The amount of the American opportunity credit (per eligible student) is the sum of:
- 100% of the first $2,000 of qualified education expenses you paid for the eligible student, and
- 25% of the next $2,000 of qualified education expenses you paid for that student.
The maximum amount of American opportunity credit you can claim in 2009 is $2,500 times the number of eligible students. You can claim the full $2,500 for each eligible student for whom you paid at least $4,000 of qualified education expenses. However, the credit may be reduced based on your MAGI. See Effect of the Amount of Your Income on the Amount of Your Credit
on the next page.
Jack and Kay Ford are married and file a joint tax return. For 2009, they claim an exemption for their dependent daughter on their tax return. Their MAGI is $70,000. Their daughter is in her junior (third) year of studies at the local university. Jack and Kay paid qualified education expenses of $4,300 in 2009.
Jack and Kay, their daughter, and the local university meet all of the requirements for the American opportunity credit. Jack and Kay can claim a $2,500 American opportunity credit in 2009. This is 100% of the first $2,000 of qualified education expenses, plus 25% of the next $2,000.taxmap/pubs/p970-007.htm#en_us_publink1000204393
To help you figure your American opportunity credit, you should receive Form 1098-T
. Generally, an eligible educational institution (such as a college or university) must send Form 1098-T (or acceptable substitute) to each enrolled student by February 1, 2010. An institution may choose to report either payments received (box 1), or amounts billed (box 2), for qualified education expenses. However, the amounts in boxes 1 and 2 of Form 1098-T might be different than what you actually paid. When figuring the credit, use only the amounts you paid or were deemed to have paid in 2009 for qualified education expenses.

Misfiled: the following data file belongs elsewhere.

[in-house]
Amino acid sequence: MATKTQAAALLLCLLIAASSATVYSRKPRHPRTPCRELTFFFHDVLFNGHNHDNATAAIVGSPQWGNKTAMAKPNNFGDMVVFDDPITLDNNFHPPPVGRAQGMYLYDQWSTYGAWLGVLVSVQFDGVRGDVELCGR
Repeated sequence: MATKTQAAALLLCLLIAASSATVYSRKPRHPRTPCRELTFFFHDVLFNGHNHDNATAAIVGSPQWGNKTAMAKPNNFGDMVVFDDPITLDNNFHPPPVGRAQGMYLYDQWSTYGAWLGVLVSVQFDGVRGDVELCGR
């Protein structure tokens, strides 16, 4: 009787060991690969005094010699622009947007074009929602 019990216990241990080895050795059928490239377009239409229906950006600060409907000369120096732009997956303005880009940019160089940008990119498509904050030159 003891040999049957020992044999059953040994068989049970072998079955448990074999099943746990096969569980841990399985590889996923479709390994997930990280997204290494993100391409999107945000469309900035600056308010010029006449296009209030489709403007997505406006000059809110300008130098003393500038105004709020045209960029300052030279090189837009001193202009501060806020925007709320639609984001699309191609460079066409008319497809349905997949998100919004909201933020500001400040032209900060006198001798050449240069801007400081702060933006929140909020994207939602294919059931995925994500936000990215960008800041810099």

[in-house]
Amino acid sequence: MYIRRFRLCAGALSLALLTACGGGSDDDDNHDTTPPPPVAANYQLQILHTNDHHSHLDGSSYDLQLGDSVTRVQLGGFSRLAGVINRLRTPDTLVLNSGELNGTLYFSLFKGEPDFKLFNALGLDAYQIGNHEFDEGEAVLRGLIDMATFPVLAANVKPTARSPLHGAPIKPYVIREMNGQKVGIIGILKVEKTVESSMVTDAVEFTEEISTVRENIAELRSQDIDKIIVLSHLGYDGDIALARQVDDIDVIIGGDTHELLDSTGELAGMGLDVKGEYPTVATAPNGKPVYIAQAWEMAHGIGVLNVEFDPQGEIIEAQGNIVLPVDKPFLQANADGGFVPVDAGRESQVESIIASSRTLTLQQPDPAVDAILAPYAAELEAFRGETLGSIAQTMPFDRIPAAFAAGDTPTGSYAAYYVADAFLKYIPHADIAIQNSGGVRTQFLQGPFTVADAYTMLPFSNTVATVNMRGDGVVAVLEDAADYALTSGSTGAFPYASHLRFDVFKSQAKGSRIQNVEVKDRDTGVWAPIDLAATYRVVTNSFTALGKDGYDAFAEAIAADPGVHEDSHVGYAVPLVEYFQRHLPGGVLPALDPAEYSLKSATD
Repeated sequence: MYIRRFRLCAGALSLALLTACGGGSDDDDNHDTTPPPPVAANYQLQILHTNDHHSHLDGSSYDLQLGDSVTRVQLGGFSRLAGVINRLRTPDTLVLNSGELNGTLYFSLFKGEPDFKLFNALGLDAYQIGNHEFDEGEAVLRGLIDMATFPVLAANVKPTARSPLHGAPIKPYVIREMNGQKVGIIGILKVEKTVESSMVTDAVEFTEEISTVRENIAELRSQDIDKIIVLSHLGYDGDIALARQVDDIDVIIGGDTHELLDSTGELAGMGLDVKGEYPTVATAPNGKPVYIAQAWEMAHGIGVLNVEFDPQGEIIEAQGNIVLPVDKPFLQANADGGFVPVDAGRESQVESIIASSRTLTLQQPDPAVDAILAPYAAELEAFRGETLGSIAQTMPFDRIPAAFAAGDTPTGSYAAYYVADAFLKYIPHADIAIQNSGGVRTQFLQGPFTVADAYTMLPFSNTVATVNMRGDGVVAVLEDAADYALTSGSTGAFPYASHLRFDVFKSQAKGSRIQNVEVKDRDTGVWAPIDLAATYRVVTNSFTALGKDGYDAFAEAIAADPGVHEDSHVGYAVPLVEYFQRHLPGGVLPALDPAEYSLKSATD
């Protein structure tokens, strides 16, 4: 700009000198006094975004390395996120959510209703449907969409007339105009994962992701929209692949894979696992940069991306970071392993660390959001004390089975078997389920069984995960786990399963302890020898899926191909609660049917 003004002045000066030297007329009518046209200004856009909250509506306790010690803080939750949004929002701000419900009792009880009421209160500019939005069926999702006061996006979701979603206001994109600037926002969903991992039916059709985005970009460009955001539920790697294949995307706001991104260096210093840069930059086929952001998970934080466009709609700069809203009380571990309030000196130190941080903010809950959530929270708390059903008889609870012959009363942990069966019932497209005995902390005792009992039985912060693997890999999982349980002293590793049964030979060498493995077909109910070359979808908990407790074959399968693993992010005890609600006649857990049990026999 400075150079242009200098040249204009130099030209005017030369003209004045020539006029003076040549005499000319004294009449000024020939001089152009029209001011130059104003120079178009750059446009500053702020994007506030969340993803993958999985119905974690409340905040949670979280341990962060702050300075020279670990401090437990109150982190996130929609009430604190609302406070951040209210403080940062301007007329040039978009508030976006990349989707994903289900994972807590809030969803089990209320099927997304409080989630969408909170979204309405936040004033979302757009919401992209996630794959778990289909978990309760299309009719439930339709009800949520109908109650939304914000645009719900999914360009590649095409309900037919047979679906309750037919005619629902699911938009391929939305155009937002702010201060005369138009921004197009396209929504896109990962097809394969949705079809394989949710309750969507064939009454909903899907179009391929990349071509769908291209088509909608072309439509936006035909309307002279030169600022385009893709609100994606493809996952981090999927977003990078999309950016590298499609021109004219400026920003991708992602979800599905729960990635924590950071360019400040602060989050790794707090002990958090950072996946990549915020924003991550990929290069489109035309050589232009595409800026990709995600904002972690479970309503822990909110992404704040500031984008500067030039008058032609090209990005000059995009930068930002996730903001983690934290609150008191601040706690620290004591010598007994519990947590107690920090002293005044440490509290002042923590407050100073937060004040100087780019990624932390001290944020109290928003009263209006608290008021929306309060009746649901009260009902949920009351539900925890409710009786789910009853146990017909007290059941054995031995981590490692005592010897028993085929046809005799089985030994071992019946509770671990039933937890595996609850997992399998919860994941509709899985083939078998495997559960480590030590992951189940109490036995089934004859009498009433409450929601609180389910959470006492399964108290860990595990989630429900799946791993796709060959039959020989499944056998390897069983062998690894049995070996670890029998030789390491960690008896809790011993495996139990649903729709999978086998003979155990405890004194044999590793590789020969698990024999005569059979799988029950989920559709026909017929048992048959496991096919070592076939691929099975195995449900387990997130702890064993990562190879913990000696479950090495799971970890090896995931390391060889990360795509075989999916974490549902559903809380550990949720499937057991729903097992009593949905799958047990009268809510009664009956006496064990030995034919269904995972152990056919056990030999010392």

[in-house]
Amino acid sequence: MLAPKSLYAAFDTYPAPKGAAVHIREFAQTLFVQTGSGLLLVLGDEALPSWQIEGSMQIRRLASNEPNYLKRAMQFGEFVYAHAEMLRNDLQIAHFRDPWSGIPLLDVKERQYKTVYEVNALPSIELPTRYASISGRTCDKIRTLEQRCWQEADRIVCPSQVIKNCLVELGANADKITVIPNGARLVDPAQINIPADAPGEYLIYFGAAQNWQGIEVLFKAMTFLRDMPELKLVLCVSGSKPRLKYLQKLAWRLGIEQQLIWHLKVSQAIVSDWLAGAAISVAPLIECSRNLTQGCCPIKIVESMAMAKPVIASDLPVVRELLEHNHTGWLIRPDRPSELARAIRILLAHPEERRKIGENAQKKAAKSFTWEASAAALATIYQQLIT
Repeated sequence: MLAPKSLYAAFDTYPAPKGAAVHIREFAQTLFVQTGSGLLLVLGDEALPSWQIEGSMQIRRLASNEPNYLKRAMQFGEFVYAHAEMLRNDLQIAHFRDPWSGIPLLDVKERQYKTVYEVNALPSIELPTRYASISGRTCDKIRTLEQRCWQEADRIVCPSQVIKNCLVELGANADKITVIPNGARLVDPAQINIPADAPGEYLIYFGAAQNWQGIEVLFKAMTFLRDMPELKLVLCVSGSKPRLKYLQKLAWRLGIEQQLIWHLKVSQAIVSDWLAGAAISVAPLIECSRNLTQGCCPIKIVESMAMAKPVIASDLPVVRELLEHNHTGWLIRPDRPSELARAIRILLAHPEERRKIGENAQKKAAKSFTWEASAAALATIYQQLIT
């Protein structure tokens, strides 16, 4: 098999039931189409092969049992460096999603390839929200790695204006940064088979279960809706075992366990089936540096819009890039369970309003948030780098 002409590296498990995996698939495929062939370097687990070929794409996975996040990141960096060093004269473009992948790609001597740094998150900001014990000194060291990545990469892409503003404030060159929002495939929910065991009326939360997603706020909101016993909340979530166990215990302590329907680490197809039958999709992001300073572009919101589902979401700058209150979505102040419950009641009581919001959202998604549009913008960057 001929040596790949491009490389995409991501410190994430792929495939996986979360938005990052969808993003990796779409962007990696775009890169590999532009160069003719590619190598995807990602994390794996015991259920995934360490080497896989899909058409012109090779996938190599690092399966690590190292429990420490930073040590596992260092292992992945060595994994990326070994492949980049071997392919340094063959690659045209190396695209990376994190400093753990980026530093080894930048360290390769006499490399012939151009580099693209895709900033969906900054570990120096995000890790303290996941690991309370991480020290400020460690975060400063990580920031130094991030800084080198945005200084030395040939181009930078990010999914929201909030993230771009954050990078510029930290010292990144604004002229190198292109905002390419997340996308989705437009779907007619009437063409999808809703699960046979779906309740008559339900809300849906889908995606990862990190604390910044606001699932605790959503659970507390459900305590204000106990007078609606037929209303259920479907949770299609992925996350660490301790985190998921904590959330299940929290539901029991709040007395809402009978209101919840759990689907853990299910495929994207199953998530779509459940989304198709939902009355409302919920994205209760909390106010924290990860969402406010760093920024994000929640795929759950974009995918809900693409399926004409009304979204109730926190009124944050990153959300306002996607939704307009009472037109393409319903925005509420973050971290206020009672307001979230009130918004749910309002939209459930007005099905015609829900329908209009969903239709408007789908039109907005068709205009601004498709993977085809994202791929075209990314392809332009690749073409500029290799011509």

In addition, your Form 1098-T should give you other information for that institution, such as adjustments made for prior years, the amount of scholarships or grants, reimbursements or refunds, and whether you were enrolled at least half-time or were a graduate student.
The eligible educational institution may ask for a completed Form W-9S, Request for Student's or Borrower's Taxpayer Identification Number and Certification, or similar statement to obtain the student's name, address, and taxpayer identification number.taxmap/pubs/p970-007.htm#en_us_publink1000204394
The amount of your American opportunity credit is phased out (gradually reduced) if your MAGI is between $80,000 and $90,000 ($160,000 and $180,000 if you file a joint return). You cannot claim an American opportunity credit if your MAGI is $90,000 or more ($180,000 or more if you file a joint return). taxmap/pubs/p970-007.htm#en_us_publink1000204395
For most taxpayers, MAGI is adjusted gross income (AGI) as figured on their federal income tax return.taxmap/pubs/p970-007.htm#en_us_publink1000204396
If you file Form 1040A, your MAGI is the AGI on line 22 of that form.taxmap/pubs/p970-007.htm#en_us_publink1000204397
If you file Form 1040, your MAGI is the AGI on line 38 of that form, modified by adding back any:
- Foreign earned income exclusion,
- Foreign housing exclusion,
- Foreign housing deduction,
- Exclusion of income by bona fide residents of American Samoa, and
- Exclusion of income by bona fide residents of Puerto Rico.
You can use Worksheet 2-1, below, to figure your MAGI.